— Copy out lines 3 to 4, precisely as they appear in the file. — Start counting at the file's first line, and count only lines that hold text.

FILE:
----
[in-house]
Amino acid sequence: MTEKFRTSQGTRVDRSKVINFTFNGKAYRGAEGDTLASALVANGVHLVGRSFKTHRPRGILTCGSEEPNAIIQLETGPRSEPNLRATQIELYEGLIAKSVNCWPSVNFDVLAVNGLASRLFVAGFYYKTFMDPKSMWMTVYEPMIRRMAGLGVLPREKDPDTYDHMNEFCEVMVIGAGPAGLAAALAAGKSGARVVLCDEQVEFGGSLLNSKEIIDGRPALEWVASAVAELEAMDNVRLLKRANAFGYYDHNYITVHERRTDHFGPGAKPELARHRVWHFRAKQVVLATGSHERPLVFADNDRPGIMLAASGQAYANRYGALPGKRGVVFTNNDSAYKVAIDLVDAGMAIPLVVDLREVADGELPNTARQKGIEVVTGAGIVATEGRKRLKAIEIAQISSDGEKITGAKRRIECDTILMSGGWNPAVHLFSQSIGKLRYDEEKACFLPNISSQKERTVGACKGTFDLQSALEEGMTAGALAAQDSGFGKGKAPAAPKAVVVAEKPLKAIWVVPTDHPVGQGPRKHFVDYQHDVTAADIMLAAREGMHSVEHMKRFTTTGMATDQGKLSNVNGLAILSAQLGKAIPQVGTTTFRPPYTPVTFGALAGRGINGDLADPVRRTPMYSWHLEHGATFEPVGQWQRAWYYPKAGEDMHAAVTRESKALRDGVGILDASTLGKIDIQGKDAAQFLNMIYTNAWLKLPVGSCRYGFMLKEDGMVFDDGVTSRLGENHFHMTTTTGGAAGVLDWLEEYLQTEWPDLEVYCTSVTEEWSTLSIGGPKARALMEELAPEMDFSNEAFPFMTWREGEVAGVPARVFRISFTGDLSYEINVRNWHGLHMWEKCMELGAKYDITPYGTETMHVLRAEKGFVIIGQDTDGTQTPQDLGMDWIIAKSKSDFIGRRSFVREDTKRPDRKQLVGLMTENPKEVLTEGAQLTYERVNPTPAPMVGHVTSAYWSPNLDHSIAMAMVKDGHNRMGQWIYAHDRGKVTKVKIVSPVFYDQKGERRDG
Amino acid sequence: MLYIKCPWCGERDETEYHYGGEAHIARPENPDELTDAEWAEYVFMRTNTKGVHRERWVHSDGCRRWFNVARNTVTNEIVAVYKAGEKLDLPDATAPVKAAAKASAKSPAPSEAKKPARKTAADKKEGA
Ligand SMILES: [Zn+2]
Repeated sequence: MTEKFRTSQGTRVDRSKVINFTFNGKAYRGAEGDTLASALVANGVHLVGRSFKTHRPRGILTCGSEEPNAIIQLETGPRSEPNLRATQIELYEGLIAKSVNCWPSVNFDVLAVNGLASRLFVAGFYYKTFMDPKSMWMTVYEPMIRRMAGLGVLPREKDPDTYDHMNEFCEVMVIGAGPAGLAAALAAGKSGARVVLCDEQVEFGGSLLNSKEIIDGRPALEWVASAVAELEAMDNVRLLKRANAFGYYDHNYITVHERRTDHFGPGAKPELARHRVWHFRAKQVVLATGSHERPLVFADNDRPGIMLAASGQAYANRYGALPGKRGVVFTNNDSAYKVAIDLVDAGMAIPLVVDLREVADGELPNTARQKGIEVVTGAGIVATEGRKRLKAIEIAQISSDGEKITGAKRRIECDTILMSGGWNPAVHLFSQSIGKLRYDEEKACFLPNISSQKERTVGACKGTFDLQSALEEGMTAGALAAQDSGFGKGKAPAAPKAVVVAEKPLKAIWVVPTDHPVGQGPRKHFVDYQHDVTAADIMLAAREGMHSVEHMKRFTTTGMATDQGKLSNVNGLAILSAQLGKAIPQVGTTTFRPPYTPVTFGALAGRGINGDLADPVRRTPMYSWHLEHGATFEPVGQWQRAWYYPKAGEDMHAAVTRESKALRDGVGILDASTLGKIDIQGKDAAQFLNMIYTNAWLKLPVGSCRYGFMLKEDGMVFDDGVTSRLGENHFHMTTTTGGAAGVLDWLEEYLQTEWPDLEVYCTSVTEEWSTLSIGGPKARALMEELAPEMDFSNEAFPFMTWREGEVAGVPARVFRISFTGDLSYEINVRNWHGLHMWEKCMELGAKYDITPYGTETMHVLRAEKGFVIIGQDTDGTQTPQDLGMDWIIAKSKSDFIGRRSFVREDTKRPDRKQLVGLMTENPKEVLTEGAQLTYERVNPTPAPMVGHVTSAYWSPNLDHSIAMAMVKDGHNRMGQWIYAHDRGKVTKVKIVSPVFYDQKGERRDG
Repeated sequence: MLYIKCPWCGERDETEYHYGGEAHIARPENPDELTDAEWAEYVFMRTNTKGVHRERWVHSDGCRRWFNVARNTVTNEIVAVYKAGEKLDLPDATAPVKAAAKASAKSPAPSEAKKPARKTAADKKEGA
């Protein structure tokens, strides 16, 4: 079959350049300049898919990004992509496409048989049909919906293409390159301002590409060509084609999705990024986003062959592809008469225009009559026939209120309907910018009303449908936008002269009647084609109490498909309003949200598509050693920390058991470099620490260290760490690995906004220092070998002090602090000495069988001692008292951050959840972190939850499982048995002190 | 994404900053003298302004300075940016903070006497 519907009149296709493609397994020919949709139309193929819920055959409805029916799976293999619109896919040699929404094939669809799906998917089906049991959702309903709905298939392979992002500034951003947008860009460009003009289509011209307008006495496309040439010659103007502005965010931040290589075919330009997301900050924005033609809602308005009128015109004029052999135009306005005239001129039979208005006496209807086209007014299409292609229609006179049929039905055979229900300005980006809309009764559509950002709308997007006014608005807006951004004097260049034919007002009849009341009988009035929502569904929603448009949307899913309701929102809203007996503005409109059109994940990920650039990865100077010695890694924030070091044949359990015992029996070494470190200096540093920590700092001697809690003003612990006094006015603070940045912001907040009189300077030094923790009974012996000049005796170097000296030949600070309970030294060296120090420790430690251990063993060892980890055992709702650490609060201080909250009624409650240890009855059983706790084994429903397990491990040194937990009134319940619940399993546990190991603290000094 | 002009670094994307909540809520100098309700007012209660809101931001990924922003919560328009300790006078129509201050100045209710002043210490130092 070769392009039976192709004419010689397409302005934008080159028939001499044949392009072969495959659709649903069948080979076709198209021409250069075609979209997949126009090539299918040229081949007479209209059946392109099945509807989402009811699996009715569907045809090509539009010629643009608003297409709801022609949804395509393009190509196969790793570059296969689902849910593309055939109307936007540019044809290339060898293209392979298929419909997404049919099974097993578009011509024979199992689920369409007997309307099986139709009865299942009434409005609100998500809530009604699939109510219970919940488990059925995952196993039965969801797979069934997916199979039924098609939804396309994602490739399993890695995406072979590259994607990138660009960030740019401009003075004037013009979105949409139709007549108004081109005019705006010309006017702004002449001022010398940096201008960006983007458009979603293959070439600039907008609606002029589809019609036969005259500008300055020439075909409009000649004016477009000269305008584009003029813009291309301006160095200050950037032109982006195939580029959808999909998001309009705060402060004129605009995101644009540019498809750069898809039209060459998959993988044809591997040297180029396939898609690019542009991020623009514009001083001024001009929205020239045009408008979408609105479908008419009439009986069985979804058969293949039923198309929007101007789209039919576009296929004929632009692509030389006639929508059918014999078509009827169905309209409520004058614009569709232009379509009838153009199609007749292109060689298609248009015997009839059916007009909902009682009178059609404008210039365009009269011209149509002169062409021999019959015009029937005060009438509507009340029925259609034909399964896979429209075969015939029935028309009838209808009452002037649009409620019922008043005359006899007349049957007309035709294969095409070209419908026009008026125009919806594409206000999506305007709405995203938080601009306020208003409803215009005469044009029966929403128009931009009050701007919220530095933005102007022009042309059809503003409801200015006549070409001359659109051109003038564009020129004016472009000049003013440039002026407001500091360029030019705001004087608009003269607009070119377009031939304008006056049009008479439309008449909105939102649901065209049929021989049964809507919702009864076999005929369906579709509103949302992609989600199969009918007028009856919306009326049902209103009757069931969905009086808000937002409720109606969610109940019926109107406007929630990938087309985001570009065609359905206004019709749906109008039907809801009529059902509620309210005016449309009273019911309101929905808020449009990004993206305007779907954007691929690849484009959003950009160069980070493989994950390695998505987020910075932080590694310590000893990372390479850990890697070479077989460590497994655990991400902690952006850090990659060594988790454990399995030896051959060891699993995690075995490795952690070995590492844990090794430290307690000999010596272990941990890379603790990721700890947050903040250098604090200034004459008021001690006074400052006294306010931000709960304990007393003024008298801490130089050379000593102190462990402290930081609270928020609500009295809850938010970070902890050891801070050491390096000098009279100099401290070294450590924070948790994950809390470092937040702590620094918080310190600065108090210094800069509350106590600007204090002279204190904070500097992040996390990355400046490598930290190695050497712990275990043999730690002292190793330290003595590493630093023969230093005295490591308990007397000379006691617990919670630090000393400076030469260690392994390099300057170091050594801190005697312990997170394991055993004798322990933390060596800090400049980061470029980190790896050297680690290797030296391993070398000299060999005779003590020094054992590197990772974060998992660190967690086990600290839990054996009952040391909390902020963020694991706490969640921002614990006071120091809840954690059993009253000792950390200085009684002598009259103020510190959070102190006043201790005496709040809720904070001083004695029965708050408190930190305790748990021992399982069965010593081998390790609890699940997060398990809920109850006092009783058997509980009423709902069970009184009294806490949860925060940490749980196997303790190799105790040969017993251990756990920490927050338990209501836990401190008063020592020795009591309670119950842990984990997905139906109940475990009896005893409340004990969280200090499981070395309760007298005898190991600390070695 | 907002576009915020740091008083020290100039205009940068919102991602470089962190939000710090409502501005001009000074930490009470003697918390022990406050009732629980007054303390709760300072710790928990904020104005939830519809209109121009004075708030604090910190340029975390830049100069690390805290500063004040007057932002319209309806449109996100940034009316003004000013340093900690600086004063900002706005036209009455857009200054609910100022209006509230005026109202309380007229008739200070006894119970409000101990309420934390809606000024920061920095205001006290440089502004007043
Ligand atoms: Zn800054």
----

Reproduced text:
Amino acid sequence: MLYIKCPWCGERDETEYHYGGEAHIARPENPDELTDAEWAEYVFMRTNTKGVHRERWVHSDGCRRWFNVARNTVTNEIVAVYKAGEKLDLPDATAPVKAAAKASAKSPAPSEAKKPARKTAADKKEGA
Ligand SMILES: [Zn+2]